As we discuss how to mesh together identity across social networks there’s a shadow falling from overhead. While the concept of a metaverse doesn’t seem in the offing, we are starting to create an augmented reality through the combination of these services. Identity will be at the foundation and creating that foundation will be a political process not a technical one. In fact, the political must limit the technical if we are to preserve the inalienable rights of our democracy.

The Razor and the Blade: Kumbaya Economics

There are a number of narratives located in the words “open source.” The most dominant narrative is the story about software development and maintenance through tightly coordinated iterations via inputs from a potentially unlimited and unbounded number of interested parties. The economics of open source require the diversification of the carriers of value from the traditional modes. I’ve purposefully begun this exploration with economics rather than the concept of free access to source code.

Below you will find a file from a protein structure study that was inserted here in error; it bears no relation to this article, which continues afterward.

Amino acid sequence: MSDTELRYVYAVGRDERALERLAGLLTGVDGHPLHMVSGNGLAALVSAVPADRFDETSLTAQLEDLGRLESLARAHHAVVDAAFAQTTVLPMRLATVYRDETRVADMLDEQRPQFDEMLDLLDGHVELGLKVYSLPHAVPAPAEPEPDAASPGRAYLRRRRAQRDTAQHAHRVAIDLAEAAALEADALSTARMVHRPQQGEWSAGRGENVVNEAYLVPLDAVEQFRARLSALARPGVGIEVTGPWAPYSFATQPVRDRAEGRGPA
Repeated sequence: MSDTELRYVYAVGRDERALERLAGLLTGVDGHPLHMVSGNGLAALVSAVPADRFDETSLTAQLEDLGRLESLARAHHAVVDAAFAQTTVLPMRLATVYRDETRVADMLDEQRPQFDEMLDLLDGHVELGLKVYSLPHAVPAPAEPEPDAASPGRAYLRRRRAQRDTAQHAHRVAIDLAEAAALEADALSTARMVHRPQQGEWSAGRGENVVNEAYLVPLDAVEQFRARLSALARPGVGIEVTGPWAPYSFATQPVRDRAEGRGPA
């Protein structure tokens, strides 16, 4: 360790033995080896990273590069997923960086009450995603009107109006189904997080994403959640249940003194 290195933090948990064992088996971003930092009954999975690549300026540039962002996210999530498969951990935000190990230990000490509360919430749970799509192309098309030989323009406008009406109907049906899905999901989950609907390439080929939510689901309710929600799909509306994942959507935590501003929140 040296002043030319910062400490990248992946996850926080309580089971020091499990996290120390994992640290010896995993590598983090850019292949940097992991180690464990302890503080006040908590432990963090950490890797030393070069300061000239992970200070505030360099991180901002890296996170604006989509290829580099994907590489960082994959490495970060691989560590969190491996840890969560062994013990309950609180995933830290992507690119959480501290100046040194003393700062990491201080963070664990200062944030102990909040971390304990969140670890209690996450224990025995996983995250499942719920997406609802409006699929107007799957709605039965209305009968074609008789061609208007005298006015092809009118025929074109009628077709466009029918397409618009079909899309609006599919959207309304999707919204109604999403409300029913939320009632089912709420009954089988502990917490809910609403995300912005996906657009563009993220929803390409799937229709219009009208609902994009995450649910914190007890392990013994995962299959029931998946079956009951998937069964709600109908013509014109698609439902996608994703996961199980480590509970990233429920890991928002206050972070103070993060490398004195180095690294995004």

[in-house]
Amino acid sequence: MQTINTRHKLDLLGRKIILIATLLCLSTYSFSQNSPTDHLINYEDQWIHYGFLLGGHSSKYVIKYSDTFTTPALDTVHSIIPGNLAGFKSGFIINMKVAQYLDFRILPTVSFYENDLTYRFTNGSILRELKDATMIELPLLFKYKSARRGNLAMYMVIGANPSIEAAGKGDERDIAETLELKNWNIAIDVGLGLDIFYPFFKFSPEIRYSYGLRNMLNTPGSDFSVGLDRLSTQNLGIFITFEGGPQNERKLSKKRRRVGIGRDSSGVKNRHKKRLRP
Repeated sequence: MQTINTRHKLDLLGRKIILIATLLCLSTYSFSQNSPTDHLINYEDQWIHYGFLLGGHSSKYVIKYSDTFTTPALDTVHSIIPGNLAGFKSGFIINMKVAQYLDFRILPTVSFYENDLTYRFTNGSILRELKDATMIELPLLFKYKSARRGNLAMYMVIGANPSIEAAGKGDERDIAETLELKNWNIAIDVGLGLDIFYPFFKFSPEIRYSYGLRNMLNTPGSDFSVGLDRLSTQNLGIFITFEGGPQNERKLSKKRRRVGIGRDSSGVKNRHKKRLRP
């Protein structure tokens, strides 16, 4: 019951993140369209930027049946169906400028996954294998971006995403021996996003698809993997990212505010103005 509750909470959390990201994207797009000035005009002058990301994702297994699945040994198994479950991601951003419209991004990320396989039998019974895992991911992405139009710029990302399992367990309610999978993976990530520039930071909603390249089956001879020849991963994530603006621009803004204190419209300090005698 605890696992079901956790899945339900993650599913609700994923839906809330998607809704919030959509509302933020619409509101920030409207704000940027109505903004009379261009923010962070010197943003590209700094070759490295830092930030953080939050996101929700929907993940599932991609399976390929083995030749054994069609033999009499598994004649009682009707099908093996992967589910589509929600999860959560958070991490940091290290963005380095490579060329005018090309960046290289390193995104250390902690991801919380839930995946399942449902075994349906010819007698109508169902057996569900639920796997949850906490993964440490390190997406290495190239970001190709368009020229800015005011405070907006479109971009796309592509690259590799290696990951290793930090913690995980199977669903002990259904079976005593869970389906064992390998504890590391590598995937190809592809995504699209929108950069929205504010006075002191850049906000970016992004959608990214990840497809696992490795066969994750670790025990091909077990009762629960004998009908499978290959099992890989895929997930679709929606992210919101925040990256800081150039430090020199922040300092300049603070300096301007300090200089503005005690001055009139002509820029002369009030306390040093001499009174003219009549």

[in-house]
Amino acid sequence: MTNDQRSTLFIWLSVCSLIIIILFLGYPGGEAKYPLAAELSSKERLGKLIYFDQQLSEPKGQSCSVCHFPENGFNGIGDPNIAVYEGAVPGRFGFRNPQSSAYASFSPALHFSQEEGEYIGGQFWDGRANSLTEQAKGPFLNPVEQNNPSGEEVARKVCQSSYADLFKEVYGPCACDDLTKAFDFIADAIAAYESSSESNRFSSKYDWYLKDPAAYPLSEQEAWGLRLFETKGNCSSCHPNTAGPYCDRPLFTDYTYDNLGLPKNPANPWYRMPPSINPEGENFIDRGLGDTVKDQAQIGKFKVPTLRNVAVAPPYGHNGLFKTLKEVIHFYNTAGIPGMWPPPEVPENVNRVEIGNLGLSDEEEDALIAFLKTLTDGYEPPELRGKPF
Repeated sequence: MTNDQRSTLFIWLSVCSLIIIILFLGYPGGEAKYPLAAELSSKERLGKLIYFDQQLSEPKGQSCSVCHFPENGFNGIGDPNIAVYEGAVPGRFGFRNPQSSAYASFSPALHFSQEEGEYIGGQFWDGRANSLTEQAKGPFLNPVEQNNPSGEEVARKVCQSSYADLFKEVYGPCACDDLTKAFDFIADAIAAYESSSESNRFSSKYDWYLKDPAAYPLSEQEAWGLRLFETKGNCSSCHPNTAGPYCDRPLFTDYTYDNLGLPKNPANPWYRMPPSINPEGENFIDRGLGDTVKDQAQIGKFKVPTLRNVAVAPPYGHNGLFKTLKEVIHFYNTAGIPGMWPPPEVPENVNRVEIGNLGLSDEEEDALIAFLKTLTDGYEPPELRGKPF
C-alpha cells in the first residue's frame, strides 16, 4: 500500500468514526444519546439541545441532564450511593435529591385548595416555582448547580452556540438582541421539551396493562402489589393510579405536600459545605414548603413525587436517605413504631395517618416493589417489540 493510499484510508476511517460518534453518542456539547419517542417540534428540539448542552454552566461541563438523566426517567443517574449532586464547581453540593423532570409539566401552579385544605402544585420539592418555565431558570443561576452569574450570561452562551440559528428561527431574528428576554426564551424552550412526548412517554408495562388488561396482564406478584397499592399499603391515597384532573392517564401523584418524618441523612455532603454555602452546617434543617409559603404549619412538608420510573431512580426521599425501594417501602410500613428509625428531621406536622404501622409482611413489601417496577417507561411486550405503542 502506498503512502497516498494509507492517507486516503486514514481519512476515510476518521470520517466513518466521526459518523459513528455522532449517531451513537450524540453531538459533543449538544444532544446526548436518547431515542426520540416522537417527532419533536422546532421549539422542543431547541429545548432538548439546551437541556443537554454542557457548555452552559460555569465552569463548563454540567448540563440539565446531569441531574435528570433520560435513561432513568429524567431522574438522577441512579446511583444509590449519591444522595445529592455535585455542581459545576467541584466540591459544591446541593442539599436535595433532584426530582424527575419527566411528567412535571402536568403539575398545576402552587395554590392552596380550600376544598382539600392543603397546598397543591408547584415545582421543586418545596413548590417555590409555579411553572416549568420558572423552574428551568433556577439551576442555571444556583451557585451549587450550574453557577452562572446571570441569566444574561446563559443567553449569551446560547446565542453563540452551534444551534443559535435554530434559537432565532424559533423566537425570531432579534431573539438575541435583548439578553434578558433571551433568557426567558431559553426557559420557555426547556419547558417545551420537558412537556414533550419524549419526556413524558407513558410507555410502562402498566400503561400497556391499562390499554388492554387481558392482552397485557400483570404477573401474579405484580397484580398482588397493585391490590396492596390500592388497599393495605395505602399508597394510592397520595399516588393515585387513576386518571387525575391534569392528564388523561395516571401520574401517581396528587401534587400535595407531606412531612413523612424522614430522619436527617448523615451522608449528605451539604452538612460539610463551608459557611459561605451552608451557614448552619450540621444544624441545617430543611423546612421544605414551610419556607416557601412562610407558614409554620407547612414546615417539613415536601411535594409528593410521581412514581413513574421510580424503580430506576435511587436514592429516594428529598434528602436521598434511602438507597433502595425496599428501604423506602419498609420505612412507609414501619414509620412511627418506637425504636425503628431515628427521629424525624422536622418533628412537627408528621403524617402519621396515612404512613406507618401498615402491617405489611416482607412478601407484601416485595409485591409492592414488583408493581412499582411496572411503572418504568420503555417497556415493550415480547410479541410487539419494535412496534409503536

It’s the idea of “free” that has expanded to connect up with other “free narratives” to create confusion. It’s a kind of utopian vision: free beer, free speech, free love, free software. A binary opposition is generated that pits free + generosity against price + greed. The moral elements of the equation rise to the surface when comparing alternative software solutions. There’s a utopian narrative that has attached itself to open source software and simultaneously detached itself from any rational economics. It’s a story of free beer rather than free speech, and is utopian in its original meaning of “no place.”

Safety Razor